His Marriage to Remember - By Kathie DeNosky
“Hey, Sam! You want to stop gatherin’ daisies over there like some little girl and open that gate?” someone called from the platform behind the chutes.
Cursing himself for letting his mind wander, rodeo-stock contractor Sam Rafferty pulled the gate open to guide the next bull down the channel of steel fence panels into the bucking chutes. He needed to keep his mind on what he was doing and forget about the things in his life he couldn’t control. Otherwise, somebody would end up getting hurt.
His younger brother, Nate, came to stand beside him as they both watched a bull rider climb over the side of one of the chutes and onto the broad back of Bumblebee, the biggest, meanest Brahma in Sam’s string of bucking bulls. Nate’s eyes never left the bull, but Sam could tell his younger brother was gauging his mood and how much he should say.
“Bria going to be here today?” Nate finally asked.
Neither man’s gaze wavered from the bull and rider.
“You want to talk about it?”
“Nope.” Sam clenched his jaw so hard it wouldn’t have surprised him if he ended up with a couple of cracked teeth as he waited for Nate to question him further.
Apparently sensing that he was treading on thin ice, Nate wisely nodded as he sauntered away. “Good talk, Sam.”
Beyond telling his brothers that he and his wife were getting a divorce, Sam hadn’t talked to anyone about the breakup of his marriage and he wasn’t about to start now. Bria had her reasons for wanting out. He sure as hell didn’t agree with them, but they were important enough to her to walk away from five years of their being together—three of those years being his wife.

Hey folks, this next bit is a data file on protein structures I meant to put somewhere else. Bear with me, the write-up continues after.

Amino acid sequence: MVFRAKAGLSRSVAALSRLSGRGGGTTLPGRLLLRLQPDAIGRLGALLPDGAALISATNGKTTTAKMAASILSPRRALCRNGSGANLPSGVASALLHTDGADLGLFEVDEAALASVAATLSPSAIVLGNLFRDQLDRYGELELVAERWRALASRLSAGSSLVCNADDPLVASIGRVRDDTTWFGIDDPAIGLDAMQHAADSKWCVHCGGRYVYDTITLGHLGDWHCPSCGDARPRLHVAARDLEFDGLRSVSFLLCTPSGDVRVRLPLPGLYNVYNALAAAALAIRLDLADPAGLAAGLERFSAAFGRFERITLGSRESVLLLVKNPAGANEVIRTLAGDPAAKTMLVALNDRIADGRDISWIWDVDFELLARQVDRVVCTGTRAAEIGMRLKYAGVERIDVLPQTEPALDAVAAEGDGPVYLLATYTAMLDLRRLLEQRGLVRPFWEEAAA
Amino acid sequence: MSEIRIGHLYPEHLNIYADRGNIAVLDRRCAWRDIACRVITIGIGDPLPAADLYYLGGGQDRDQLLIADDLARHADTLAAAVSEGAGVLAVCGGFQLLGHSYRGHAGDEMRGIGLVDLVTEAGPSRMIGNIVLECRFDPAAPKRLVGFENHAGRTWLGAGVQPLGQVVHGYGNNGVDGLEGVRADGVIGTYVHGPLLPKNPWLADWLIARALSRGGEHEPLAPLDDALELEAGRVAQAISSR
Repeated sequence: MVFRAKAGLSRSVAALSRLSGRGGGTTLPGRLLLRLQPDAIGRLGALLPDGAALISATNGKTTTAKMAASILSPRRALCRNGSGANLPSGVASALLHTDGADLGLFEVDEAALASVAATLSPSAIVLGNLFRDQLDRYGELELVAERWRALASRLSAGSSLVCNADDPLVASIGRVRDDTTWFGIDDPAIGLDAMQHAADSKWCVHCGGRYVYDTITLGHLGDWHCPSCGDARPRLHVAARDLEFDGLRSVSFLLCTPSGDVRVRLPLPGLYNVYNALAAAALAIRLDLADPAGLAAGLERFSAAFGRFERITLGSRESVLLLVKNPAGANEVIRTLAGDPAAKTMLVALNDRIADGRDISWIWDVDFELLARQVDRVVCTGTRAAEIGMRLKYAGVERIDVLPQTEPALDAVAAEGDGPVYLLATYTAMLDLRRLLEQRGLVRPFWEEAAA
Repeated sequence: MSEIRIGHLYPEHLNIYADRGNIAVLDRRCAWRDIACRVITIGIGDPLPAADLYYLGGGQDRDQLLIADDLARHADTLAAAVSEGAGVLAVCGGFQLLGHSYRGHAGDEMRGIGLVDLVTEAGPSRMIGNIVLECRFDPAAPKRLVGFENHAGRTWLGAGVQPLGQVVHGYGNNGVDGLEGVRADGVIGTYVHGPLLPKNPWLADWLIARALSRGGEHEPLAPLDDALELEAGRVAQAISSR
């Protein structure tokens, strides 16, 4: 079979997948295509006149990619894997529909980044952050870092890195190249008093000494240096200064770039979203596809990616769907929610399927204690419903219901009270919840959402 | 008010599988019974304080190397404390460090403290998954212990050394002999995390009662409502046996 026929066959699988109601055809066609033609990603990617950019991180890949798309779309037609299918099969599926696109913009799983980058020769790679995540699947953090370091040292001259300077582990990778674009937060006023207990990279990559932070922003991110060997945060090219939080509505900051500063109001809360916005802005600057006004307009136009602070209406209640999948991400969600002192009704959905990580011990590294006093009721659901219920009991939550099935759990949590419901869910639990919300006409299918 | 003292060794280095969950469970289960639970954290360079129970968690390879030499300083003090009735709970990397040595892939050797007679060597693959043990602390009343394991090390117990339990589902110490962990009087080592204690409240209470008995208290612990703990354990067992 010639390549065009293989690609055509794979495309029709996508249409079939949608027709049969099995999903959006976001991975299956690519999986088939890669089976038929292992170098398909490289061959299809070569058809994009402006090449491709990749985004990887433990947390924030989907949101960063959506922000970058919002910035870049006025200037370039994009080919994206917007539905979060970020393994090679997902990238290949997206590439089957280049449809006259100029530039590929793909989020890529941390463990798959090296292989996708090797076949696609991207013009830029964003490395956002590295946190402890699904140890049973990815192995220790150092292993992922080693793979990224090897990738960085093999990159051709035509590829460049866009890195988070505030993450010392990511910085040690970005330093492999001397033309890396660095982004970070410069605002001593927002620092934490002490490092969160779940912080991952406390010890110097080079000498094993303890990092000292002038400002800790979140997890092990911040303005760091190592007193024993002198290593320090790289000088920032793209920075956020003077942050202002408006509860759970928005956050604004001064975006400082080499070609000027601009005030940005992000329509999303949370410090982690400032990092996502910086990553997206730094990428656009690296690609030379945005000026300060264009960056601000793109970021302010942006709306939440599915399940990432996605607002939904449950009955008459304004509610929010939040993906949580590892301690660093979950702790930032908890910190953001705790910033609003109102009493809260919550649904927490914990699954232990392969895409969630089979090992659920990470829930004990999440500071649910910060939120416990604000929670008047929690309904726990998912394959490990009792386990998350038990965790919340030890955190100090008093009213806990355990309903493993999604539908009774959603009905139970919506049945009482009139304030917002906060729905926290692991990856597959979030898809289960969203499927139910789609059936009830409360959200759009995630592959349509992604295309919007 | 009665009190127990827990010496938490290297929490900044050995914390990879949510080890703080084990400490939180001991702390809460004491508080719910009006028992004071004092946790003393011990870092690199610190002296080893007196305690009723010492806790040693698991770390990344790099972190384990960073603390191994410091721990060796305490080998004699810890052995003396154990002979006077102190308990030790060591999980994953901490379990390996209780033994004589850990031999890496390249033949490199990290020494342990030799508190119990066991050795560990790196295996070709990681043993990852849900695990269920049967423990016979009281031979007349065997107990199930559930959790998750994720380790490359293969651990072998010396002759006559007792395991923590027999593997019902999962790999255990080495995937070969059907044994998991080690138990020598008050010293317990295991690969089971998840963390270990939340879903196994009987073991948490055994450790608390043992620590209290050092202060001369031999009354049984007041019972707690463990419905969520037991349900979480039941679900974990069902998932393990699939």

When he got the signal from the chute boss, Sam automatically opened the gate again to guide the next bull into the bucking channel. He realized Bria wanted to get the divorce over with so that she could move on with her life, and even if he didn’t agree that ending their marriage was the only answer to their problems, he could respect that. But why did she have to choose this particular weekend to bring the papers by for his signature? She knew this was the one time of year that he and his brothers got together to put on the annual Hank Calvert Memorial Rodeo, honoring the foster father who had taken them in and straightened them out when the system had given up on all of them as lost causes.
Allowing another bull to enter the channel, Sam thought about the man who had taken in six troubled teenage boys and saved them from a life behind bars, or worse yet, an early death. A Champion All-Around Rodeo Cowboy, Hank had ridden in all the rough-stock events and amassed a sizable fortune by the time he retired at the ripe old age of thirty-eight. But instead of spending his winnings on pleasurable pursuits, Hank had started the Last Chance Ranch for troubled boys, because as he had told them time and again, there was no such thing as a lost cause when it came to people. They had the free will to change—to rise above their circumstances and make something better of themselves.
Sam took a deep breath as he thought about the man whose life was cut short way too soon by a massive heart attack. Hank had wisely used ranch work and rodeo to help him and his brothers work through the anger and aggression they felt over the injustices they had suffered in their young lives. He had counseled them, been their mentor and taught them how to be honorable upstanding members of society. He’d encouraged them to stay in school, tutored them when he could, hired someone to do it when it was a subject he knew little about and set up trust funds to help them get a college education. Hank Calvert was directly responsible for making them the men they were today, and they owed the man and his memory more than any of them could ever repay.
That’s why it irritated the hell out of him that Bria had insisted that the divorce papers couldn’t wait one more day. She knew how important this particular rodeo was to him—to all of them. Why did she have to be so damn eager to be rid of him?
Scanning the crowd in the grandstand, his gaze went to the end of the bleachers, then came back to zero in on the auburn-haired